Sindhuja Sankaran is an assistant professor in the Department of Biological Systems Engineering, Washington State University. She is working in the Agricultural Automation Engineering research emphasis area of the department since 2013. Her research interests are towards advanced sensing techniques for high-throughput crop phenotyping, with special focus on the development of optical and chemical sensor-based tools for non-invasive, rapid and continuous crop monitoring applications. She currently is leading phenomics aspect as a part of couple ongoing NIFA-AFRI grants. Sankaran holds a BS in Zoology, a MS in Environment Science, a MS in Environmental Engineering, and a PhD in Agricultural and Biosystems Engineering.
Tiina Roose University of Southhamp
Professor of Biological and Environmental Modelling, University of Southampton.
Tiina Roose was born in Estonia under the Russian occupation. She completed her undergraduate degree in control systems engineering at the Tallinn Technical University. Following this when Estonia became independent and borders opened she did, after a short stint as an investment banker, an MSc and a DPhil in applied mathematics at the University of Oxford. Her specialty whilst a graduate student was to develop multiscale mathematical modeling techniques to answer scientific questions about how biological branching structures, such as plant roots, interact with their environment, i.e. soil. Following the completion of her DPhil in 2000, she moved to the Harvard Medical School/Massachusetts General Hospital as a postdoctoral Fellow to work on mathematical modeling of lymphatic function during cancer development. Upon her return to Oxford in 2003 she was awarded a Royal Society University Research Fellowship to work on modeling of plant roots, lymphatics, blood vessels and lung physiology. She held her URF first in Oxford and upon the birth of her son Max in 2006 she moved to join her husband at the University of Southampton in 2009. In 2013 she was promoted to a Professor and after the completion of her Royal Society URF the same year she was awarded an ERC Consolidator grant title “Data Intensive Modelling of Rhizosphere Processes”. This multimillion pound project/Fellowship started in 2015 and is due to finish in 2020. At Southampton Tiina runs the Faculty of Engineering and Environment New Frontiers Fellowship mentoring program and also serves on the EPSRC General Engineering Early Career Advisory panel.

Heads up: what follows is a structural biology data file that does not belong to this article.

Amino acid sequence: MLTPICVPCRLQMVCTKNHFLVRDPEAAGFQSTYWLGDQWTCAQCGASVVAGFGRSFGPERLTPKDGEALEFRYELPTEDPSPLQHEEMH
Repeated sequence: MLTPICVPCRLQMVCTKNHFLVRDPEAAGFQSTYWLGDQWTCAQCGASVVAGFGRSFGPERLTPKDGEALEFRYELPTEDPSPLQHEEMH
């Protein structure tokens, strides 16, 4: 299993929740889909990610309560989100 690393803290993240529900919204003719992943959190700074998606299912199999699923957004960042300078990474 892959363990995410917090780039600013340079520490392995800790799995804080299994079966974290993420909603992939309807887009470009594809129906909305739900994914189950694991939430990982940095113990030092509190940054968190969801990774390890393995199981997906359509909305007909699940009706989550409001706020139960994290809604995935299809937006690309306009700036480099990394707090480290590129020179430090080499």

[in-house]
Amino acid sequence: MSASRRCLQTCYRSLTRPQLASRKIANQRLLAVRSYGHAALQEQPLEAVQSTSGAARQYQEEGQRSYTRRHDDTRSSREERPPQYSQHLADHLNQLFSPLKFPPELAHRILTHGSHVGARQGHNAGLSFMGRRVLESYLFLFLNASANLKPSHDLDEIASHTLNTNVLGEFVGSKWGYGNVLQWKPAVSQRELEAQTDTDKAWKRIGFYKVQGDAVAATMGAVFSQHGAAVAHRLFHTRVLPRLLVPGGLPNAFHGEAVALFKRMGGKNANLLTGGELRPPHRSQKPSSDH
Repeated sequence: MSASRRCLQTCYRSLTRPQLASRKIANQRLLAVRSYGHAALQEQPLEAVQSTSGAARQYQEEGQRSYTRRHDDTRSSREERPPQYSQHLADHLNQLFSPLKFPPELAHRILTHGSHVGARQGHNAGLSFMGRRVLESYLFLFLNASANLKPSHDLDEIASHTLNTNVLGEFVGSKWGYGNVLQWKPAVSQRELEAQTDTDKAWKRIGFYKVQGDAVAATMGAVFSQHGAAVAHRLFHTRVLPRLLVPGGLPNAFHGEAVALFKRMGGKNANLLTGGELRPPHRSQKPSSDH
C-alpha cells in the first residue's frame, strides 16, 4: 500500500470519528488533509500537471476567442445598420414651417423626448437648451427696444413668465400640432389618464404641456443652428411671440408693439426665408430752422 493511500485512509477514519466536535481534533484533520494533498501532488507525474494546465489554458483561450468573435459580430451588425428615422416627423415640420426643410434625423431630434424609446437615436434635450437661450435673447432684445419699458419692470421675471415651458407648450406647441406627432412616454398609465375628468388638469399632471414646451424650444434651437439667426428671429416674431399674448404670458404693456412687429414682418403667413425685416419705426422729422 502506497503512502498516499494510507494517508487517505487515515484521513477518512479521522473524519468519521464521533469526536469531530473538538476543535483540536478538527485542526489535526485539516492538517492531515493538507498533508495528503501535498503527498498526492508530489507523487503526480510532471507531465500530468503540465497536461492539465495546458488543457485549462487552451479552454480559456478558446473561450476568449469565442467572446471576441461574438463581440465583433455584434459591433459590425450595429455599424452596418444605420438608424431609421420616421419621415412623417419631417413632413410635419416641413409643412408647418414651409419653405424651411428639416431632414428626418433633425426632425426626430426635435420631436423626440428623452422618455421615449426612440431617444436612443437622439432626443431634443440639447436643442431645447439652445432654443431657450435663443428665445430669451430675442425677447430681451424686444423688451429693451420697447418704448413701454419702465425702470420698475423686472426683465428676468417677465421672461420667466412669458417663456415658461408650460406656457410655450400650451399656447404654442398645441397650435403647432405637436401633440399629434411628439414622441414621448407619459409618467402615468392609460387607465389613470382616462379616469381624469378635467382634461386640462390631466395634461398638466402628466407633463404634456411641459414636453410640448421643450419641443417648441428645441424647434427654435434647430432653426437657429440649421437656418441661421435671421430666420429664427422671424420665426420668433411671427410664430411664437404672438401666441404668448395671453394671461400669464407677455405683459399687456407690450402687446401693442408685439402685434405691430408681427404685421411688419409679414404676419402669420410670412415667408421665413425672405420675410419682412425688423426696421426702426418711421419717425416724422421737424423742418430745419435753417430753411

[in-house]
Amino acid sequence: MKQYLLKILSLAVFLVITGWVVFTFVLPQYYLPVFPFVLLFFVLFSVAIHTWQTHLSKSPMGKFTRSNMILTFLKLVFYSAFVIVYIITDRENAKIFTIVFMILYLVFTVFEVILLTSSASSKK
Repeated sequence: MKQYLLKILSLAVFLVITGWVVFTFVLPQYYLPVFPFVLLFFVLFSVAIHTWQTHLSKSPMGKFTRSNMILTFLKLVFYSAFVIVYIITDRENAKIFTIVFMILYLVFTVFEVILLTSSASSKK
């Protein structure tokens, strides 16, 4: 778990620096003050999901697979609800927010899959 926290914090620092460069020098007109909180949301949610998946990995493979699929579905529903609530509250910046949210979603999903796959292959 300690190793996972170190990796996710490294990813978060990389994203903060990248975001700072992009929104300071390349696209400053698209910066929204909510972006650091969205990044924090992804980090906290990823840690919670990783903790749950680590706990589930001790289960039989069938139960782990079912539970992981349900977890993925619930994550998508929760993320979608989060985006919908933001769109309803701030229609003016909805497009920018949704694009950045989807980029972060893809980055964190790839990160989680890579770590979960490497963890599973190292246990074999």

Sotos Tsaftaris University of Edinburgh
Dr. Sotirios A. Tsaftaris received the M.Sc. and Ph.D. degrees in Electrical and Computer Engineering from Northwestern University, Evanston, IL, in 2003 and 2006, respectively, and the Diploma degree in Electrical and Computer Engineering from the Aristotle University of Thessaloniki, Thessaloniki, Greece, in 2000. He is currently a Chancellor's Fellow (at a Senior Lecturer level) at the University of Edinburgh. He is also a Turing Fellow with the Alan Turing Institute. Previously he was an Assistant Professor with IMT Institute for Advanced Studies, Lucca, Italy and Director of the Pattern Recognition and Image Analysis Unit at IMT. Prior to that, he held a joint Research Assistant Professor appointment at Northwestern University with the Departments of Electrical Engineering and Computer Science (EECS) and Radiology Feinberg School of Medicine. He has published extensively, particularly in interdisciplinary ﬁelds (such as plant phenotyping e.g. http://phenotiki.com), with more than 100 journal and conference papers in his active record. His research interests are machine learning, computer vision, image analysis, image processing, and distributed computing. Additional information: http://tsaftaris.com